The art of Konstantin Batynkov is rather simple, comprehensible, and abundant, yet when he wants to, he can also make it very delicate and extremely diverse
Moscow Museum of Modern Art hosts a solo exhibition by Kostantin Batynkov aiming to show the versatile art of this famous contemporary artist in all its diversity. The exhibition will feature works from 1989 – 2009 executed in various media. The viewers will have chance to see works from “The Other Life”, “About War”, “Running on Waves”, “Woods”, “Horses”, “Moscow”, “Children”, and other series.
The art of Konstantin Batynkov is rather simple, comprehensible, and abundant, yet when he wants to, he can also make it very delicate and extremely diverse. Batynkov is a vehement and prolific artist, and his fantastic exuberance is motivated solely by his inner motives.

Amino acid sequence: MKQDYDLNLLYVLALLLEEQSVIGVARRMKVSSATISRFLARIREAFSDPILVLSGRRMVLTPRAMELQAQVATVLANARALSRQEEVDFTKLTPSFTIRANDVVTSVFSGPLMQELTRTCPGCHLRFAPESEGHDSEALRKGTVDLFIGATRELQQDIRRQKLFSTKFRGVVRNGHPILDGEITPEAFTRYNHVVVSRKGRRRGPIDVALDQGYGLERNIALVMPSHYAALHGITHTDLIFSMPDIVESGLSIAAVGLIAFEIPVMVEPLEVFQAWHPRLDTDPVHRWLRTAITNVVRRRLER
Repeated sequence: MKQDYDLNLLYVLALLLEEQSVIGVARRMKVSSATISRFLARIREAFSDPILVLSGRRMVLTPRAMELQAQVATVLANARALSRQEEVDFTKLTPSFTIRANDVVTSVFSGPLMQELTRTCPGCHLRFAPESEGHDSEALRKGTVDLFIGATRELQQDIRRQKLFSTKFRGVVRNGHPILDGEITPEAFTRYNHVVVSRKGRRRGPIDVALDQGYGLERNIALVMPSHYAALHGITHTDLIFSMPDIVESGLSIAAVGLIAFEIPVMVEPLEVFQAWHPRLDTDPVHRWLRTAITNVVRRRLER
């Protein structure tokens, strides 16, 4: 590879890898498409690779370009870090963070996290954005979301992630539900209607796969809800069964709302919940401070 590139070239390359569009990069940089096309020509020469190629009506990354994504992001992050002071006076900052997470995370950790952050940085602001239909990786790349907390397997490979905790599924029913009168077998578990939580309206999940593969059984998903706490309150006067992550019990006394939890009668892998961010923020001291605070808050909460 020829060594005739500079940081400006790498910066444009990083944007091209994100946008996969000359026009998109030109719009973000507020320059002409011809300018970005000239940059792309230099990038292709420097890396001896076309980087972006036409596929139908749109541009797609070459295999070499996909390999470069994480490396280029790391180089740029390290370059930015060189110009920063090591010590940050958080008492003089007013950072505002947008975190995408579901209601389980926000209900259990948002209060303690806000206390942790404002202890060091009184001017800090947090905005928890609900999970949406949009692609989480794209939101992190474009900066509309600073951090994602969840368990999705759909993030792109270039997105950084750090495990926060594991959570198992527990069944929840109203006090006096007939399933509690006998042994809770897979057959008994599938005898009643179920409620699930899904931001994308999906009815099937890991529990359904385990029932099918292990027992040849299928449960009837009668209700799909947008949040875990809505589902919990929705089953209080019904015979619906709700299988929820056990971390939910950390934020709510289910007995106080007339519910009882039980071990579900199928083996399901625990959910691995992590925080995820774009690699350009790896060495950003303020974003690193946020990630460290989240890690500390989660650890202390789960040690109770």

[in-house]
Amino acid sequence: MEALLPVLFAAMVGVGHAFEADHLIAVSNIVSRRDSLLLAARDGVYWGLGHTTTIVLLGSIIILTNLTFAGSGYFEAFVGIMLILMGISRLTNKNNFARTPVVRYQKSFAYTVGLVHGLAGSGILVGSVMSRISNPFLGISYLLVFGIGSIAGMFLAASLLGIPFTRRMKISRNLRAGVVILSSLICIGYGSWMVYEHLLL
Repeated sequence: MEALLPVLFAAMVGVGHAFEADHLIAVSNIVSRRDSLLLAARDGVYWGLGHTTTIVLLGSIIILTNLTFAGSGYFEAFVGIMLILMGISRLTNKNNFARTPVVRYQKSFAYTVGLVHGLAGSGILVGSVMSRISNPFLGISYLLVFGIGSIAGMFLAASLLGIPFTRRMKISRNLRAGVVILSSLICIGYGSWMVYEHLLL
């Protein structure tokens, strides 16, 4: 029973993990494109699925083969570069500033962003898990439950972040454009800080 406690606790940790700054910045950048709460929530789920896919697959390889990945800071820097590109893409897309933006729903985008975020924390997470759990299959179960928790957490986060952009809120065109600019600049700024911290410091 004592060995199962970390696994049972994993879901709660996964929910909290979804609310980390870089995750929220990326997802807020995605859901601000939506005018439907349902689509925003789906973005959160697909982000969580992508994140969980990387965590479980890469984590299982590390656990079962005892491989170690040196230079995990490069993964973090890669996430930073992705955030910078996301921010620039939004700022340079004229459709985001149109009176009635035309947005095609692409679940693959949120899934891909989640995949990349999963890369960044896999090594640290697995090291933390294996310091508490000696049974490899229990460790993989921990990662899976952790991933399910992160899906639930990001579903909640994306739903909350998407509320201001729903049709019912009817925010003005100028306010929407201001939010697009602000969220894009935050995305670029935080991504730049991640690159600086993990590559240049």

He usually makes up to half a hundred works for a show. It is normal for him. The medium is unimportant; it can be graphics, photography, or painting. The choice of a medium is only a question of the surface, of the mechanism. The real intrigue is in something else. He does not face the dilemma between the subject and the medium. His artistic talent is realized in a far more essential category – he finds himself within the territory of art or outside it, he can be thrilled by form or totally indifferent to it, he can be totally consumed by his subject, or simply involved in the act of unmotivated creation.
The art of Batynkov is a project devoted to “the other life”. It inspires him and determines the choice of format. There are plenty of plots. This total project features a culture park which is always accessible, yet isolated by the elegantly forged iron fencing. One can swim in fountains, and climb “Buran” spaceship, can bunji jump on one’s suspenders like Tarzan, and still remain unknown. Batynkov does not like putting on a heroic mask. The heroic style of his works is mixed with staffage, the distance between “the sacred and the profane” is virtually non-existent, and “Chanel” and “Shinel”* (*overcoat) come to denote related phenomena.